Some are doing the 10k, others are doing the half marathon, but all will be there on the finishing line to cheer him on in the phenomenal achievement.

Get the full story in this week’s Connacht Tribune, on sale in shops now, or you can download the digital edition from You can also download our Connacht Tribune App from Apple’s App Store or get the Android Version from Google Play.

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Galway ‘masterplan’ needed to tackle housing and transport crises



From the Galway City Tribune – An impassioned plea for a ‘masterplan’ that would guide Galway City into the future has been made in the Dáil. Galway West TD Catherine Connolly stated this week that there needed to be an all-inclusive approach with “vision and leadership” in order to build a sustainable city.

Deputy Connolly spoke at length at the crisis surrounding traffic and housing in Galway city and said that not all of the blame could be laid at the door of the local authority.

She said that her preference would be the provision of light rail as the main form of public transport, but that this would have to be driven by the government.

“I sat on the local council for 17 years and despaired at all of the solutions going down one road, metaphorically and literally. In 2005 we put Park & Ride into the development plan, but that has not been rolled out. A 2016 transport strategy was outdated at the time and still has not been updated.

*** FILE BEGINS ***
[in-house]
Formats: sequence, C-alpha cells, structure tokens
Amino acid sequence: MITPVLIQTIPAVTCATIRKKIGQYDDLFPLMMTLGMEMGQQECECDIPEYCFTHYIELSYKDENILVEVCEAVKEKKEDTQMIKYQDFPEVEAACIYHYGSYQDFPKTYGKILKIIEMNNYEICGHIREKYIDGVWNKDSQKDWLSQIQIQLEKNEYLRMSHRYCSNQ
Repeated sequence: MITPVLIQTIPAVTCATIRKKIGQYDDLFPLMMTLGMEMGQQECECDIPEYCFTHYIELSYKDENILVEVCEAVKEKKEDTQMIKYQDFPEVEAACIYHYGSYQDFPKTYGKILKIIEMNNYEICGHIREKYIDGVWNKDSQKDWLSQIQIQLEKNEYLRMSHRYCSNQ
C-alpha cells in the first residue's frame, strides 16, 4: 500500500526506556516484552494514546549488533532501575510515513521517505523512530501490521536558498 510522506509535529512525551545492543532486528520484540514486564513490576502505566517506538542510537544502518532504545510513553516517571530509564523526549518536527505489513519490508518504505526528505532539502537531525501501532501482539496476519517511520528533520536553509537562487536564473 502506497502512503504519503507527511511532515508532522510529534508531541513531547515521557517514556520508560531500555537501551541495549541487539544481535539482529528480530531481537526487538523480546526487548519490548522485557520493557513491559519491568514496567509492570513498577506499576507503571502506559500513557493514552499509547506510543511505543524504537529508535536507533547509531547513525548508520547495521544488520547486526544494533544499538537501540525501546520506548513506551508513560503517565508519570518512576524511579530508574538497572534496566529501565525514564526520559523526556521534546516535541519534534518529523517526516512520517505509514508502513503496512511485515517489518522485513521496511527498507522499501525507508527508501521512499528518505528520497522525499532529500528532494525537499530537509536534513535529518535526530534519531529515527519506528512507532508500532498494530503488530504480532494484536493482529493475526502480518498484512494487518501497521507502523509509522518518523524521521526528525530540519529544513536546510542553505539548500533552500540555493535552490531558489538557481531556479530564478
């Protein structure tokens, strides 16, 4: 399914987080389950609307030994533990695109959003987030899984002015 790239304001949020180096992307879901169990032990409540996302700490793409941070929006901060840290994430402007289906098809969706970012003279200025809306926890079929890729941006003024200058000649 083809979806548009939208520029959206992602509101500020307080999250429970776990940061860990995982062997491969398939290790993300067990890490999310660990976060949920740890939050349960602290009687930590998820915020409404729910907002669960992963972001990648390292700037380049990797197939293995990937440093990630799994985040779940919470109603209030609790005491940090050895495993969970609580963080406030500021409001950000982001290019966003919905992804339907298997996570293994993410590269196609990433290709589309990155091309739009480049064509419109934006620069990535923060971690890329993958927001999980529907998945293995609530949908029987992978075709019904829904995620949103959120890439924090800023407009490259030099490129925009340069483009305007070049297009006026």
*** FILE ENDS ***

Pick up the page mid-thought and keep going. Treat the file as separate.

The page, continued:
“Due to the housing crisis in the city, a task force was set up in 2019. Not a single report or analysis has been published on the cause of the crisis,” added Deputy Connolly.

She then referred to a report from the Land Development Agency (LDA) that identified lands suitable for the provision of housing. But she said that two-thirds of these had significant problems and a large portion was in Merlin Park University Hospital which, she said, would never have housing built on it.

In response, Minister Simon Harris spoke of the continuing job investment in the city and also in higher education, which is his portfolio.

But turning his attention to traffic congestion, he accepted that there were “real issues” when it came to transport, mobility and accessibility around Galway.

“We share the view that we need a Park & Ride facility and I understand there are also Bus Connects plans.

“I also suggest that the City Council reflect on her comments. I am proud to be in a Government that is providing unparalleled levels of investment to local authorities and unparalleled opportunities for local authorities to draw down,” he said.

Then Minister Harris referred to the controversial Galway City Outer Ring Road which he said was “struck down by An Bord Pleanála”, despite a lot of energy having been put into that project.

However, Deputy Connolly picked up on this and pointed out that An Bord Pleanála did not say ‘No’ to the ring road.

“The High Court said ‘No’ to the ring road because An Bord Pleanála acknowledged it failed utterly to consider climate change and our climate change obligations.

“That tells us something about An Bord Pleanála and the management that submitted such a plan.”

In the end, Minister Harris agreed that there needed to be a masterplan for Galway City.

“I suggest it is for the local authority to come up with a vision and then work with the Government to try to fund and implement that.”